OUT IN THE MARYLAND HIGH COUNTRY, JUST EAST OF WEST VIRGINIA and just west of the Eastern Continental Divide, a shrewd judge of tree flesh named Doc Custer has stopped his Chevy pickup on a grassy ridge to survey his empire below.
There are almost 90 acres down there, most of them thick and prickly with 60,000 evergreens. The trees within Doc Custer's view are arrayed in the neatest of rows, each section marked discreetly by an identifying tag: white pine, Scotch pine, blue spruce, Douglas fir, Fraser fir. They range in size from young seedlings only 4 inches tall to whoppers at 8 and 9 feet. On a slope to Doc's right, a stand of several hundred red pine, 40 and 50 feet tall, anchor his spread and offer silent, majestic testimony to his years of experience. Doc planted those trees back in 1956 -- half his life ago -- when he first started this farm; for decades, the Christmas of thousands of Marylanders has started right here on these deep green Garrett County slopes under Doc's practiced, probing eyes.
In another century Dr. Franklin D. Custer, retired veterinarian, might have sat on a horse as he paused on this ridge. His name probably would have been something like Ben Cartwright and right now he'd be getting ready to go down there to join Little Joe and Hoss for an afternoon of cowpunching. Instead, even as he eases his Chevy into four-wheel drive and jounces down the rutted side of his little mountain, the boys below have already fired up their chain saws. Little clouds of blue smoke puff into the brisk November air, dissipating quickly against a dazzling blue sky. It is only a week before Thanksgiving, and the trees are green and ripe and ready for the roundup.
"I won't sleep much at night the next six weeks," says Doc as he heads the truck toward his hired hands. "I'll be watching the weather reports. If it rains we'll either have to put raincoats on these fellas or send 'em home. We had 10 inches of snow one year and we couldn't do anything for four or five days. In this business, 85 percent of the money comes in in six weeks."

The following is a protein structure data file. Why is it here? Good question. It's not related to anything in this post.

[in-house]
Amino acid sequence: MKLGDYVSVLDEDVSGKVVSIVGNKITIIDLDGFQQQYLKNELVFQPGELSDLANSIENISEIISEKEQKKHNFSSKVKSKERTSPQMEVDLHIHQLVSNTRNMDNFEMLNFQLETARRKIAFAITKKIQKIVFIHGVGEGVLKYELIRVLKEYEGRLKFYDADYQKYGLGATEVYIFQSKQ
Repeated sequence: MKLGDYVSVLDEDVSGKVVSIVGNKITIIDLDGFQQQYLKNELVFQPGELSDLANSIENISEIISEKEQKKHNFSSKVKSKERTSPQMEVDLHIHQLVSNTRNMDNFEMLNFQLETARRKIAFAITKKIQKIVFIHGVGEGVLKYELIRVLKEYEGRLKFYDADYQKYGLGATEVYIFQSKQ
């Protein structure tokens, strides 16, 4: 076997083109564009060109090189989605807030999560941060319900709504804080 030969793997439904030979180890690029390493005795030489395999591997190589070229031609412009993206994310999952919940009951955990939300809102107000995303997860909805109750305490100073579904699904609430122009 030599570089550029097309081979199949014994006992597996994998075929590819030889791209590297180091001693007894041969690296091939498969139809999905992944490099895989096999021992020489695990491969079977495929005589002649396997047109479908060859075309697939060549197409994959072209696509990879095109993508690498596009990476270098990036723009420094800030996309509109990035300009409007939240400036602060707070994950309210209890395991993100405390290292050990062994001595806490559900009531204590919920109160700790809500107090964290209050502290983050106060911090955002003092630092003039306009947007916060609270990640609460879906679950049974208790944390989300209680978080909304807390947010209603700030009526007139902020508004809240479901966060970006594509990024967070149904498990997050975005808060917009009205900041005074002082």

That has been the nature of this business ever since the 1940s when public demand for shapely Christmas trees -- as opposed to just any old tree plucked from a forest -- prompted the first tree plantations to spring up in Pennsylvania. It's a business with a short selling season preceded by long years of work. It takes eight to 10 years to produce a Christmas tree, and during those years growers must constantly guard against insects, diseases and weeds. They must amass a barn full of specialized tractors and balers and hydraulic spades and mowers. They must learn the critical skill of tree pruning -- one false snip of the shears and a potentially beautiful tree ends up as the kind of reject that "Peanuts" comic strip hero Charlie Brown usually ends up with. Growers go about their work knowing full well that they are not simply trying to raise a Christmas tree; they are seeking to raise a perfect Christmas tree.
"Ninety-nine percent of people want a perfectly symmetrical cone-shaped tree," says Jim Simms, the Garrett County extension agent for the University of Maryland. "A lot of people don't realize when they are paying $30 to $40 for a tree the time and effort that goes into this. On top of that, the grower will usually lose 20 percent of the trees they started with."
Still there are plenty of growers out there -- the largest from Michigan, Wisconsin, North Carolina. In fact, there are so many growers nationwide, says Mr. Simms, that "the market is flooded. In North Carolina alone there is one county that raises more trees than this whole state."